For years, academics have tried to understand how America turned from a nation of joiners, doers, and citizens into a nation of passive contributors whose interaction with public affairs is largely limited to responding to direct mail and cheering (or howling) at cable-TV programs. And Robert Putnam’s influential 2000 book Bowling Alone has largely framed this debate. Arguing that we have become a nation of isolated individuals who have lost the personal interaction and social cooperation that builds the trust that ultimately creates community, Putnam called for a kind of civic renaissance–one launched from the individual level, one citizen-volunteer at a time. Putnam’s ideas were extraordinarily influential, uniting social critics on both the left and right, from William Galston and Michael Sandel to William Schambra and George F. Will.

But Theda Skocpol, Putnam’s Harvard colleague, rejects this approach. In Diminished Democracy: From Membership to Management in American Civic Life, Skocpol persuasively argues that a vibrant democratic system requires institutions, leadership, networks, and national organization. In contrast to Putnam’s model–which hinges on the claim that individual trust and interaction built from the bottom up uniquely generates the social capital that builds community–Skocpol emphasizes the importance of mass-membership groups that were built from the top down in a highly organized, complex federal network with national headquarters, regional offices, state units and then, finally, local lodges or clubs. They were consciously and carefully constructed by extraordinarily dedicated and creative national-policy entrepreneurs who created pathways to national power and influence for themselves and their members. These were what turned a nation of joiners into a nation of active and powerful citizens–and they didn’t sprout organically from close friendships forged over a bowling ball or a bake-sale brownie.

It turns out all those silly-sounding civic associations–ranging from the Benevolent and Protective Order of Elks and the Eastern Star to the Knights of Pythias and the Loyal Order of Moose–were critical. They served as training grounds for political participation and political activism; provided sources of political support; and helped build bridges across America’s class barriers, enabling the nation to develop and maintain a relatively egalitarian political ethos even in the midst of the creation of great wealth and power. Many of us, of course, have some dim memories of a grandfather with some sort of garish uniform stashed in an attic, or gilt-edged certificates hanging on grandma’s wall. We’ve all seen the faded signs announcing these organizations at the town line of small cities across America, and who can forget that, on “The Honeymooners,” Ralph Kramden and Ed Norton were loyal members of the International Order of Friendly Raccoons–Bensonhurst Chapter–led by the much-envied Grand High Exalted Mystic Ruler? But these organizations weren’t just an excuse to wear silly hats and drink beer in someone’s basement. Not only did they forge links across America’s class divide, but also during and after the First and Second World Wars these and other organizations like them pushed government to develop social-welfare programs and institutions and to provide social services, becoming key advocates for social insurance and health care. Skocpol notes, for example, that the Fraternal Order of Eagles led campaigns for old-age pensions in dozens of states in the 1920s. The Grange organized social events, but also played a critical role in generating political pressure for state and federal aid to farmers. And veterans’ organizations–including the Grand Army of the Republic, the American Legion, and the Veterans of Foreign Wars–waged successful campaigns for pensions and educational assistance.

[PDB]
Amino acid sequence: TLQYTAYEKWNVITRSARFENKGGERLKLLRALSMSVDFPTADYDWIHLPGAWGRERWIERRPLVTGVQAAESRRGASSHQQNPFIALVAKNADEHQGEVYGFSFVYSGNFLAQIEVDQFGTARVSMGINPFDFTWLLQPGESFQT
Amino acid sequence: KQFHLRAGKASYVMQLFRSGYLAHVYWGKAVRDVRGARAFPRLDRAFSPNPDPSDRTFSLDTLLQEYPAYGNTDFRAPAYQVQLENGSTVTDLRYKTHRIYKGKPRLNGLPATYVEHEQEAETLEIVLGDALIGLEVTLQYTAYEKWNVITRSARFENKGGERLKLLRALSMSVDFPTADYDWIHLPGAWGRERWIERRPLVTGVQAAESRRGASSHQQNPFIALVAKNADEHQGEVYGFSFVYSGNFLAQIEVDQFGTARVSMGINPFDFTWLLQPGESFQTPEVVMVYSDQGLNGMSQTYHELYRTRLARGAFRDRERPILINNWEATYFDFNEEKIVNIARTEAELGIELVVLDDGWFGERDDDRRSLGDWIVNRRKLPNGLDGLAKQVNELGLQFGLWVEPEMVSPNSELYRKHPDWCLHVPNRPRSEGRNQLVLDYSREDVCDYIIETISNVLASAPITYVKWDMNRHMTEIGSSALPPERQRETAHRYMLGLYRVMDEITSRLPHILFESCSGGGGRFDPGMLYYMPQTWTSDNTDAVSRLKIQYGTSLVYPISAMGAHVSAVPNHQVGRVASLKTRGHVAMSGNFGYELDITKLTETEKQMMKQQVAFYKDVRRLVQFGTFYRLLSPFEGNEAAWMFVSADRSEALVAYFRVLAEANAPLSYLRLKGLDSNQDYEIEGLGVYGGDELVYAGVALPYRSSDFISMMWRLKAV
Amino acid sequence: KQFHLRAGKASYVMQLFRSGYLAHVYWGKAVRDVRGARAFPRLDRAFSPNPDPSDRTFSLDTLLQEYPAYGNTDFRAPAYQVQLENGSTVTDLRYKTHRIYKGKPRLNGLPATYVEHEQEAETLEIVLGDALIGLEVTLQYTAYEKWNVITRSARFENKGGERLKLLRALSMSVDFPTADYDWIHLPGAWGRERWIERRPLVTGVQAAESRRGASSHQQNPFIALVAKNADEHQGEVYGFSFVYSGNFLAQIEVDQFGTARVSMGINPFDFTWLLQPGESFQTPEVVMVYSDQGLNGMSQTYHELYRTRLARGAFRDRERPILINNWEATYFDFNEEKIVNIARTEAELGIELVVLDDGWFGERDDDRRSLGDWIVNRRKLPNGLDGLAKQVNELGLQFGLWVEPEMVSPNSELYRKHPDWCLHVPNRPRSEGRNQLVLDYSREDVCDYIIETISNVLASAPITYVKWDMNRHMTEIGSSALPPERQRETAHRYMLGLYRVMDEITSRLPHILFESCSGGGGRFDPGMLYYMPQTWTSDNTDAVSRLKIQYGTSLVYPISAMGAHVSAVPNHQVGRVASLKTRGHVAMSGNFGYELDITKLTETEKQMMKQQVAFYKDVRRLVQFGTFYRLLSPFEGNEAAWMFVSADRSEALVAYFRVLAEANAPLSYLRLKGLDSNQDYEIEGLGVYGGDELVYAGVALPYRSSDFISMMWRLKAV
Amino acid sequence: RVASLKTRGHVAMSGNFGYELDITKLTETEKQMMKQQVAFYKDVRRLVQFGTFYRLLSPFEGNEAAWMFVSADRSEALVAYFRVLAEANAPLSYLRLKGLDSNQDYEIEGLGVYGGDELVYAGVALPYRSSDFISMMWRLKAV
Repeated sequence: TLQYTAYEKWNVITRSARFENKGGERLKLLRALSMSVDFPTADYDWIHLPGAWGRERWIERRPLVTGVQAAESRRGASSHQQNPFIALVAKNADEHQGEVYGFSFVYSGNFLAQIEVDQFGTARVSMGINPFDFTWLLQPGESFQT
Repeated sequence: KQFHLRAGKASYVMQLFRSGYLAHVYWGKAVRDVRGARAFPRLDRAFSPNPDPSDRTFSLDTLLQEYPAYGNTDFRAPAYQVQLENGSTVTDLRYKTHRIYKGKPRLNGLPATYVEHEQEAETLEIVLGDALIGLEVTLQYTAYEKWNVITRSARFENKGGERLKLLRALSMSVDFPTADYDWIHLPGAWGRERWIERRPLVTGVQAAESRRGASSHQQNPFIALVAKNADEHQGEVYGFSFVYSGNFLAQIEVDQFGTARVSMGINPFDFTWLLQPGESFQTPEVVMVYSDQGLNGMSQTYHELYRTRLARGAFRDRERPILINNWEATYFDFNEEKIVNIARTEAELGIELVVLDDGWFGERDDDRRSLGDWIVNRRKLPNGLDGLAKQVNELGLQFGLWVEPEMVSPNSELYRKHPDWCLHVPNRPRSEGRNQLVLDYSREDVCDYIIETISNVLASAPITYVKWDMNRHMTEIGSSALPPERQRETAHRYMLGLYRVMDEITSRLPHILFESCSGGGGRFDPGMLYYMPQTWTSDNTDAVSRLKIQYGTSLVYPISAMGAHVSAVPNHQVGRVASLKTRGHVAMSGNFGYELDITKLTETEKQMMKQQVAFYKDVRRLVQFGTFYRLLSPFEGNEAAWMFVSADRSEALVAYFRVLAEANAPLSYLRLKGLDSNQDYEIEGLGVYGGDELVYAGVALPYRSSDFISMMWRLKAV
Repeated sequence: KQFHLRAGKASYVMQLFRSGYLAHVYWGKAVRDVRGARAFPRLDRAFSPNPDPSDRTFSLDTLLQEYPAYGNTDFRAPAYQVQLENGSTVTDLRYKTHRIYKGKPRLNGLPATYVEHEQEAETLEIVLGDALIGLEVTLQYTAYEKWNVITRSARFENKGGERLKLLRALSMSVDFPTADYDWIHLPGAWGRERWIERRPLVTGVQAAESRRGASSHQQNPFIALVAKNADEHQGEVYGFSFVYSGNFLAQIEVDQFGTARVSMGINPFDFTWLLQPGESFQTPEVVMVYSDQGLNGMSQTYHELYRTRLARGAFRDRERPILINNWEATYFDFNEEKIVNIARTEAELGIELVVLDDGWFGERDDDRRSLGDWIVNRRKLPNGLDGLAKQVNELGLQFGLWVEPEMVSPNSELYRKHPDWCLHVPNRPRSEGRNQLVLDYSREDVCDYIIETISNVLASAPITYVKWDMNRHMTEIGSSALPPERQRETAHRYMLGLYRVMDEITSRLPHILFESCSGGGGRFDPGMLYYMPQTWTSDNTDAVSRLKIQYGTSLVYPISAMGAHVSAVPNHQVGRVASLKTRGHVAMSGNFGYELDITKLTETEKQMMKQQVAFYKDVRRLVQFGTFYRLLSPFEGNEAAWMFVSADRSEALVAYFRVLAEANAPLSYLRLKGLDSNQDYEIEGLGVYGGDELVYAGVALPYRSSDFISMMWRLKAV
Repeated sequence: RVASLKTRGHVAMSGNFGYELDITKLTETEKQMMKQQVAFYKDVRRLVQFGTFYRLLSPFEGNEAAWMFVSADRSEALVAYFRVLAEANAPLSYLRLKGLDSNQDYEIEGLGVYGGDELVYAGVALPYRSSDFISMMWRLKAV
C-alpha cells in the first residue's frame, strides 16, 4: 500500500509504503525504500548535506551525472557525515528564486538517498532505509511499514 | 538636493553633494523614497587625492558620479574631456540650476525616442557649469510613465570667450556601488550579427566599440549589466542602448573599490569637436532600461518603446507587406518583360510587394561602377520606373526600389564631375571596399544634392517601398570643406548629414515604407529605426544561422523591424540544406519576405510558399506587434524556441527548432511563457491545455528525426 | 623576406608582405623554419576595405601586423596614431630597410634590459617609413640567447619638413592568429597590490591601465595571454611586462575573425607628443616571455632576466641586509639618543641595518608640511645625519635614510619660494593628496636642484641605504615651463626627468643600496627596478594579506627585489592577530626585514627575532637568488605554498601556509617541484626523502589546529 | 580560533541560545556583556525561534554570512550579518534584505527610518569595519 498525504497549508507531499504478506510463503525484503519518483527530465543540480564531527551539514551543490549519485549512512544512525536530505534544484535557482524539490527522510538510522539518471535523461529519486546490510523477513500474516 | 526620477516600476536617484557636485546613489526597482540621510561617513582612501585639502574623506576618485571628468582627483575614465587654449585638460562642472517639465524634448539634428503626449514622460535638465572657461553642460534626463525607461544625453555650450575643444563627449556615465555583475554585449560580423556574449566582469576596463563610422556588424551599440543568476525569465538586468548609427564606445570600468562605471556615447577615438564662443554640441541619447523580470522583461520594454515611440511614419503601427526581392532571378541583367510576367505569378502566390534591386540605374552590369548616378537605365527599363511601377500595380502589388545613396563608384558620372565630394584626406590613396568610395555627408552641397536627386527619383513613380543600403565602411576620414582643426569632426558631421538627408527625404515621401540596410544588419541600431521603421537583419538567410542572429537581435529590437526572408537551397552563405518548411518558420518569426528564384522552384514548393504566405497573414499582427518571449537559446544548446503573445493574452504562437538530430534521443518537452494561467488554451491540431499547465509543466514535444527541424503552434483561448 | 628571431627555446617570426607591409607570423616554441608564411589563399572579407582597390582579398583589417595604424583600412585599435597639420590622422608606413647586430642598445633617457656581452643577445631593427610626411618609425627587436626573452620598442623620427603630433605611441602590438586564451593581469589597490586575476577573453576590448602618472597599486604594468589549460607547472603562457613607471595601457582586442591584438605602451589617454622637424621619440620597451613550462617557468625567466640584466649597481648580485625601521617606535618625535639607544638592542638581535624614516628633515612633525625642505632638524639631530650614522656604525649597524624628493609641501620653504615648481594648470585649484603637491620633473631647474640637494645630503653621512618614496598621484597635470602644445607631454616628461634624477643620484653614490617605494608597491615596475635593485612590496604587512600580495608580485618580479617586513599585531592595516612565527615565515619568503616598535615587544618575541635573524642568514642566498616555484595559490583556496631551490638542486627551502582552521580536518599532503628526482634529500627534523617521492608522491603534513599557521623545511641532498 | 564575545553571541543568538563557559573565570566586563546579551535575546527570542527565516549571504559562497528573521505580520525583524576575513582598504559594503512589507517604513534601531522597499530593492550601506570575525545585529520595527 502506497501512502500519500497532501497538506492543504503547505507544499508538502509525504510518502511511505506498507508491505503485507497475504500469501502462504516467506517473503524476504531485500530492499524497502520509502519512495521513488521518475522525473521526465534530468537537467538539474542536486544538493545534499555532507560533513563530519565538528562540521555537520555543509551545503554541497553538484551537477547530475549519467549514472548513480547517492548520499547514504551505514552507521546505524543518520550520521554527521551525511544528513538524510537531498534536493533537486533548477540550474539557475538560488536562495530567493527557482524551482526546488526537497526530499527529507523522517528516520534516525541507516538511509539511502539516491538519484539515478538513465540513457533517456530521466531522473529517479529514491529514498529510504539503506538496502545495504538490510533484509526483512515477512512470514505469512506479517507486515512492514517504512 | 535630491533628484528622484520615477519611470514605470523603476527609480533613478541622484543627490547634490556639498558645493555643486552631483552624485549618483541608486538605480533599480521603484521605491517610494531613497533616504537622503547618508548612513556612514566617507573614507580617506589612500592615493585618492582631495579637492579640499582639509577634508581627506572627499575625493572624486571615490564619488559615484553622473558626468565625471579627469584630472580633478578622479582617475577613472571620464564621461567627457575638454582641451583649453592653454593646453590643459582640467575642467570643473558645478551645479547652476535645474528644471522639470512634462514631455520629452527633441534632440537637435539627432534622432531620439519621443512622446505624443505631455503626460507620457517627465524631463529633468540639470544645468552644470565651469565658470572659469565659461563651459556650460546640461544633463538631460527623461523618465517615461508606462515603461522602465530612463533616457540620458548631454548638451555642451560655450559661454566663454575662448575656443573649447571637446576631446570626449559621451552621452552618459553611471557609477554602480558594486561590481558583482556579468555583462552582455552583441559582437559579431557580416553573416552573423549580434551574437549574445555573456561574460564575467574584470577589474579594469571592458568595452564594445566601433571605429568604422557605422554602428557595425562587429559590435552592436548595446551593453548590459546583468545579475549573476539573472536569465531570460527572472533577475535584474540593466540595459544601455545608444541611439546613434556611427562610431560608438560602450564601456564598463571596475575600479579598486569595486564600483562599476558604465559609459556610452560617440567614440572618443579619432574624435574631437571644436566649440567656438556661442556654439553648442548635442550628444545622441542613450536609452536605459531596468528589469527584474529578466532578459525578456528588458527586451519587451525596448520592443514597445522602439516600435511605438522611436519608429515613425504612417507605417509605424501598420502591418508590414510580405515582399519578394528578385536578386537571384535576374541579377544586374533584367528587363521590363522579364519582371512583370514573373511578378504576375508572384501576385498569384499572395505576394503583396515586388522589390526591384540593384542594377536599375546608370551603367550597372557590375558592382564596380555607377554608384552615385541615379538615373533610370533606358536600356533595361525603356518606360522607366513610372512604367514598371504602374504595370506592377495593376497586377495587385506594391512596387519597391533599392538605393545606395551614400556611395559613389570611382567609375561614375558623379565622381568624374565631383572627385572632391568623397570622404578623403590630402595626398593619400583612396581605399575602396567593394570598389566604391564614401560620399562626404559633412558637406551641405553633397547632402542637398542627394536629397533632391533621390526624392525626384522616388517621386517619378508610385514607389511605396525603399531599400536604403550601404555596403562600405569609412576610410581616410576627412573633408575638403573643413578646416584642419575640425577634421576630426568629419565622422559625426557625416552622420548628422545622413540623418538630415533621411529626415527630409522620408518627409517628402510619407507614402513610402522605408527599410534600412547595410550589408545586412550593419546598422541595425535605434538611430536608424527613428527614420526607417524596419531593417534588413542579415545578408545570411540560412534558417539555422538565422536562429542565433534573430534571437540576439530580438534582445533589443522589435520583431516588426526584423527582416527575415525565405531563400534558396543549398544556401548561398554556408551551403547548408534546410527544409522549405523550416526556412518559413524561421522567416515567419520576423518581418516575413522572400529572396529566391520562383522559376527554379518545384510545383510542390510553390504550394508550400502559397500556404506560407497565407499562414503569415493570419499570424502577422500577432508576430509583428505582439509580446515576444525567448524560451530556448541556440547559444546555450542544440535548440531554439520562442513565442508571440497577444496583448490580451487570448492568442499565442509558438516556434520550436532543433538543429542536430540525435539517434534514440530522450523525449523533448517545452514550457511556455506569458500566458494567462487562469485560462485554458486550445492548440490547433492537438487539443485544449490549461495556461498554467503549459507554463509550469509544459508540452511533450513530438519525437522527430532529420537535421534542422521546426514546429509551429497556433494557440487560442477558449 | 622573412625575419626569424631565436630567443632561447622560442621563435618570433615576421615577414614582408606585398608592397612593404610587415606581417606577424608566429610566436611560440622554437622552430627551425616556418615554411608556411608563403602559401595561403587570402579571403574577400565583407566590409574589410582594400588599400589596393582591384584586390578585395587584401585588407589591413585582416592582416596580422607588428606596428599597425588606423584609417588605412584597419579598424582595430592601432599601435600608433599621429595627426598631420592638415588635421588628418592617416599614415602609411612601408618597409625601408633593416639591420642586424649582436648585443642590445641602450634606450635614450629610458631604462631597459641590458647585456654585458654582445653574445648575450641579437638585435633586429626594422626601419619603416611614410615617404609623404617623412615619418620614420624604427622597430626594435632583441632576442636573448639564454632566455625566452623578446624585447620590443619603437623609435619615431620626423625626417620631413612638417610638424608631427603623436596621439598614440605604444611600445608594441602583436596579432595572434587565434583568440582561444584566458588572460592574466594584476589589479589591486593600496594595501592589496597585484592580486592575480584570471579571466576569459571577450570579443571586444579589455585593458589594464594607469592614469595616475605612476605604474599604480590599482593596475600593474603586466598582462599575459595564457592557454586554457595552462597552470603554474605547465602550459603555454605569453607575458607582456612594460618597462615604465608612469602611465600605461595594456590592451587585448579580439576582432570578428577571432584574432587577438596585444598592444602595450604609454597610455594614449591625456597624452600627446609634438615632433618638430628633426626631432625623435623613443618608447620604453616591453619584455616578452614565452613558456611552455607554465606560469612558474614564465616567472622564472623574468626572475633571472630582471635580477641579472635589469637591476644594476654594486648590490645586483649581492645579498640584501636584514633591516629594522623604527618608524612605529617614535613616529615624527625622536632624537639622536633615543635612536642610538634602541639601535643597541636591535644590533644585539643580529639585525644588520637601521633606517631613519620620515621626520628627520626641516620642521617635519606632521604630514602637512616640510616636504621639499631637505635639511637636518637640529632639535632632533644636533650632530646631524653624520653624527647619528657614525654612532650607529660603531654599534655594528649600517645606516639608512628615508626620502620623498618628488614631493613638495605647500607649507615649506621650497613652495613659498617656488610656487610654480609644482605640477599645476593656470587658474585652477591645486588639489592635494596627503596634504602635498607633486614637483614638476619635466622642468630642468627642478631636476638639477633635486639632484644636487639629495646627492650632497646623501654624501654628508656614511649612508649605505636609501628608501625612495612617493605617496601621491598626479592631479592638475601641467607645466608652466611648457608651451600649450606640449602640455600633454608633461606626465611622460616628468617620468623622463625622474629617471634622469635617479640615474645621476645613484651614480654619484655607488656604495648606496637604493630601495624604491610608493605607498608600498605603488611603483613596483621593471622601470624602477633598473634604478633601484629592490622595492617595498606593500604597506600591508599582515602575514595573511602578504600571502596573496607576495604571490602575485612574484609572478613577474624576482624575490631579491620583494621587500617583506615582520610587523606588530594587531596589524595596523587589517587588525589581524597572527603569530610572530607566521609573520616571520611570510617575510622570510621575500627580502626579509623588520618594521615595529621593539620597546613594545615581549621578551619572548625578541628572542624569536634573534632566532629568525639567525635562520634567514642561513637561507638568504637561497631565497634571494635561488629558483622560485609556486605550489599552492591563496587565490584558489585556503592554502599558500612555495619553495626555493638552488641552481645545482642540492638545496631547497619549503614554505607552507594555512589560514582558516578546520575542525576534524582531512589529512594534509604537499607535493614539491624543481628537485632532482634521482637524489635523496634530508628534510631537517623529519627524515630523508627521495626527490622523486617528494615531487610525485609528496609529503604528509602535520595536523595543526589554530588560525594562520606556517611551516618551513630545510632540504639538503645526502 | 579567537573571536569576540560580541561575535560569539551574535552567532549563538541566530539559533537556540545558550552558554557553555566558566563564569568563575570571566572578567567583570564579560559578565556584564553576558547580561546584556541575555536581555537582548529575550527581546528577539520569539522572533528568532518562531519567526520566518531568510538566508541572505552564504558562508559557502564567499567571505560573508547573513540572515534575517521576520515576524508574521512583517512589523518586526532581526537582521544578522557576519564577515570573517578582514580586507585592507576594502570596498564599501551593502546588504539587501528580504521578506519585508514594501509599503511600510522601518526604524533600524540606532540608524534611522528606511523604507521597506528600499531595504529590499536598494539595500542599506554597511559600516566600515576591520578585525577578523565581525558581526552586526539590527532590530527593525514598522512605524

Perhaps even more important, these organizations actively practiced what we now barely preach, nurturing America’s commitment to citizenship, political participation, public service and cross-class cooperation–objectives that seem to have lost salience in an era of luxury skyboxes, gated communities, and an all-volunteer army with nary an Ivy-League graduate among its ranks. These groups, Skocpol writes, “constituted mobility ladders” for many Americans, and even though they were often led by members of the social elite, those leaders realized their positions of power required them to earn and maintain the respect and support of a host of members not normally among their social set: When President Warren G. Harding, for example, joined the Loyal Order of the Moose during his years in the White House, Skocpol notes that he was inducted into the organization by his chauffeur. The Moose Lodge certainly didn’t make Harding a liberal Democrat–but it did make him take seriously the interests (and the power) of his own chauffeur and others like him.

So why are so many of these organizations no more than dusty memories or funny skits on black-and-white sitcoms? Here, Skocpol surprises. Given the role these organizations played in the growth of the American welfare state, one might expect conservatives to have played some role in their demise. But it turns out that liberals themselves were the catalysts for the transformation from membership to management in American civic life. Funded by deep-pocketed philanthropies such as the Ford Foundation, liberals began to shift their attention away from national membership organizations and toward professionally managed advocacy groups and public-interest litigators in the late 1960s and early 1970s. And though these groups enjoyed great success, particularly in the arena of civil rights for African Americans and women, it was not without significant costs. One consequence was that though liberals may have invented this new approach to public policy, it was the conservatives who ended up perfecting it, responding to the liberal successes by pouring huge sums of money into their own think tanks, litigation teams, and lobbyists, “setting out in a highly self-conscious way to shape public opinion and counter the influence of liberal grant givers.”